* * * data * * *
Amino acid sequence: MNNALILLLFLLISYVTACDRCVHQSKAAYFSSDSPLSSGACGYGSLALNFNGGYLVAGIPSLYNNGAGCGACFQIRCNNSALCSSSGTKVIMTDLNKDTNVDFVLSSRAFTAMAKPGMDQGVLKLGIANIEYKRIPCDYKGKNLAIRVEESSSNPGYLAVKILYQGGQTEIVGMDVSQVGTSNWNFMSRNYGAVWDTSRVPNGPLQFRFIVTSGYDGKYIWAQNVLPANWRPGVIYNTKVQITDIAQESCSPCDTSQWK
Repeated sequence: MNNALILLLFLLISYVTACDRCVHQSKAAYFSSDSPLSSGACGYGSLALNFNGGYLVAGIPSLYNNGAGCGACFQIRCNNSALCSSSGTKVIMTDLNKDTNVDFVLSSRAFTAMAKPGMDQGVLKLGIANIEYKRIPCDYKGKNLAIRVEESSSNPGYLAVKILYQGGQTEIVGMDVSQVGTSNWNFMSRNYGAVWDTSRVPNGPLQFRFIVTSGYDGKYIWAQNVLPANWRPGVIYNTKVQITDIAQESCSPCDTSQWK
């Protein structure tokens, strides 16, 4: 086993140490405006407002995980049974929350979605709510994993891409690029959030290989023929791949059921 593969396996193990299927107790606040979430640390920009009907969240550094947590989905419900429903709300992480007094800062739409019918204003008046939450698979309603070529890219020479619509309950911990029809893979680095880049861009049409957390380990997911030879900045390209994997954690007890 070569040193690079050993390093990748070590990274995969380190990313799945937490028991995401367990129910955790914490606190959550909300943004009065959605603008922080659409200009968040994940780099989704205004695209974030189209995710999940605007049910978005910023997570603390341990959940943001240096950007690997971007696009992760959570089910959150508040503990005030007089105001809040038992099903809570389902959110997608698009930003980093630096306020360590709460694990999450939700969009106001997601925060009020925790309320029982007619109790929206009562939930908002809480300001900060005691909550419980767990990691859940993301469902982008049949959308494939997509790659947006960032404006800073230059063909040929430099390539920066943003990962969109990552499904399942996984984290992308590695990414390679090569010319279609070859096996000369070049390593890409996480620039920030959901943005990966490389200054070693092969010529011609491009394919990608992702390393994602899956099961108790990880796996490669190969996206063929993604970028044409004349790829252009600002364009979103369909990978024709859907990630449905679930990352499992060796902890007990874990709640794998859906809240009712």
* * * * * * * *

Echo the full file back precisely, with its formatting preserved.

Amino acid sequence: MNNALILLLFLLISYVTACDRCVHQSKAAYFSSDSPLSSGACGYGSLALNFNGGYLVAGIPSLYNNGAGCGACFQIRCNNSALCSSSGTKVIMTDLNKDTNVDFVLSSRAFTAMAKPGMDQGVLKLGIANIEYKRIPCDYKGKNLAIRVEESSSNPGYLAVKILYQGGQTEIVGMDVSQVGTSNWNFMSRNYGAVWDTSRVPNGPLQFRFIVTSGYDGKYIWAQNVLPANWRPGVIYNTKVQITDIAQESCSPCDTSQWK
Repeated sequence: MNNALILLLFLLISYVTACDRCVHQSKAAYFSSDSPLSSGACGYGSLALNFNGGYLVAGIPSLYNNGAGCGACFQIRCNNSALCSSSGTKVIMTDLNKDTNVDFVLSSRAFTAMAKPGMDQGVLKLGIANIEYKRIPCDYKGKNLAIRVEESSSNPGYLAVKILYQGGQTEIVGMDVSQVGTSNWNFMSRNYGAVWDTSRVPNGPLQFRFIVTSGYDGKYIWAQNVLPANWRPGVIYNTKVQITDIAQESCSPCDTSQWK
């Protein structure tokens, strides 16, 4: 086993140490405006407002995980049974929350979605709510994993891409690029959030290989023929791949059921 593969396996193990299927107790606040979430640390920009009907969240550094947590989905419900429903709300992480007094800062739409019918204003008046939450698979309603070529890219020479619509309950911990029809893979680095880049861009049409957390380990997911030879900045390209994997954690007890 070569040193690079050993390093990748070590990274995969380190990313799945937490028991995401367990129910955790914490606190959550909300943004009065959605603008922080659409200009968040994940780099989704205004695209974030189209995710999940605007049910978005910023997570603390341990959940943001240096950007690997971007696009992760959570089910959150508040503990005030007089105001809040038992099903809570389902959110997608698009930003980093630096306020360590709460694990999450939700969009106001997601925060009020925790309320029982007619109790929206009562939930908002809480300001900060005691909550419980767990990691859940993301469902982008049949959308494939997509790659947006960032404006800073230059063909040929430099390539920066943003990962969109990552499904399942996984984290992308590695990414390679090569010319279609070859096996000369070049390593890409996480620039920030959901943005990966490389200054070693092969010529011609491009394919990608992702390393994602899956099961108790990880796996490669190969996206063929993604970028044409004349790829252009600002364009979103369909990978024709859907990630449905679930990352499992060796902890007990874990709640794998859906809240009712």